The Evolution of the Positioning Landscape

Much like Bluetooth® technology itself, the location-based services and positioning landscape has evolved significantly over the last couple of decades.

In the early 2000s, automotive navigation and emergency services represented the first generation of the positioning market, where GPS was the dominant enabling technology. Typical requirements exceeded hundreds of meters for accuracy, over one- second latency, and almost no constraints in-terms of power consumption.

A second generation of location-based services emerged in 2010 as smartphones embedded with Bluetooth technology, Wi-Fi, GNSS, and cellular technologies became widely available. This enabled mapping applications for navigation and wayfinding, proximity marketing and advertising, social applications, and, most recently, on-demand delivery services such Uber or Deliveroo. These applications typically require an accuracy of tens of meters and a latency of a few seconds or more.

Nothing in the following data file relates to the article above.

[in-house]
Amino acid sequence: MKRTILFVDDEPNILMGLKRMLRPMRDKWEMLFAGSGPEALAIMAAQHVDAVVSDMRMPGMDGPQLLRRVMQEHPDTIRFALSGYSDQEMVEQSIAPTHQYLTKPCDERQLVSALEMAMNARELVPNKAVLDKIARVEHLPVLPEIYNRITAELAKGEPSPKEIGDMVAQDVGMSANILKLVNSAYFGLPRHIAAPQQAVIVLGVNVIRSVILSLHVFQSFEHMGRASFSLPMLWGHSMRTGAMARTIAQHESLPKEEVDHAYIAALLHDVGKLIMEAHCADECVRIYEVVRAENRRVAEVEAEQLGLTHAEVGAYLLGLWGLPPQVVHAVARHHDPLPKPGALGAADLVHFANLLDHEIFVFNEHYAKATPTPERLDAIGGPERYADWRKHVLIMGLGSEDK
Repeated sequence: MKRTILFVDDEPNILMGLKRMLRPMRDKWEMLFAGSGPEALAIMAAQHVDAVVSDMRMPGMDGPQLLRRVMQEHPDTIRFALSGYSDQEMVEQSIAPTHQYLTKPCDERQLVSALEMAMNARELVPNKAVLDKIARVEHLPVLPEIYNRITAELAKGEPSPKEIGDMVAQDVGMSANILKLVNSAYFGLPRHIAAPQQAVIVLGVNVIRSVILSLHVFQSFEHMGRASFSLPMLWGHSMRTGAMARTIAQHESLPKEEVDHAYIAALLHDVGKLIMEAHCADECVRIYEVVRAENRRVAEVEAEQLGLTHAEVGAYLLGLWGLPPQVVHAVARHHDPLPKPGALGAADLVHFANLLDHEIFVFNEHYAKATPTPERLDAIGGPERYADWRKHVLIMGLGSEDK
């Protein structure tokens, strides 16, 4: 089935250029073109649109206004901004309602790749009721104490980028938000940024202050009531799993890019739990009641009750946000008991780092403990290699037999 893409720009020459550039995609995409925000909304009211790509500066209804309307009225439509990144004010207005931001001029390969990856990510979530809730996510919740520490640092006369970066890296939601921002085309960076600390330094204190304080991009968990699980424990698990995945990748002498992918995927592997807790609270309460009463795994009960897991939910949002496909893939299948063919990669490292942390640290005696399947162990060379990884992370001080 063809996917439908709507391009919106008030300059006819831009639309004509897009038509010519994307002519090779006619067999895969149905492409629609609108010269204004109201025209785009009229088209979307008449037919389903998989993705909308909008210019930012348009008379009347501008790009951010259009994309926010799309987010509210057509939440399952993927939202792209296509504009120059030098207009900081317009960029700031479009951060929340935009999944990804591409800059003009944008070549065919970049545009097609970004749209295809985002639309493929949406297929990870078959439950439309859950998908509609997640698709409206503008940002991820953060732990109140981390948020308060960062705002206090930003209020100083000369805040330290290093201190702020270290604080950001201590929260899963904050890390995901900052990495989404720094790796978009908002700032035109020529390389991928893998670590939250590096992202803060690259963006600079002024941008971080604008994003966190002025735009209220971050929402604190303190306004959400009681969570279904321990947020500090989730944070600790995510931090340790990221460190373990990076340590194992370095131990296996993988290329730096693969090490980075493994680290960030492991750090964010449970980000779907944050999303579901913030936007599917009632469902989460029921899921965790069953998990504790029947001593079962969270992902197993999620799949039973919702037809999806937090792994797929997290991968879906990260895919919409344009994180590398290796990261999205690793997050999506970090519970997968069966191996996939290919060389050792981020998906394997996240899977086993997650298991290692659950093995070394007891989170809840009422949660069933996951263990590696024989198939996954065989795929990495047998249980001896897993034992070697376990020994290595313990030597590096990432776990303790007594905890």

The emergence of the internet of things (IoT), in the middle of the last decade, has fueled a third generation of location-based services, targeting specific use cases in the enterprise such as asset tracking, fleet management, and proximity services. Today, the move towards Industry 4.0 together with the emergence of new technologies commonly called real-time locating systems, or RTLS, are now enabling the next wave of location-based services. These promise to locate and track objects and people with a high level of accuracy across both indoor and outdoor environments. Typical solutions enabling these services include GNSS and RTK for outdoor applications; several short-range wireless connectivity solutions, including Bluetooth® technology, Wi-Fi, UWB, and Active RFID for mostly indoor applications; and, in the future, 5G positioning, which seeks to enable more accurate, precise, reliable, and seamless positioning across both indoors and outdoors.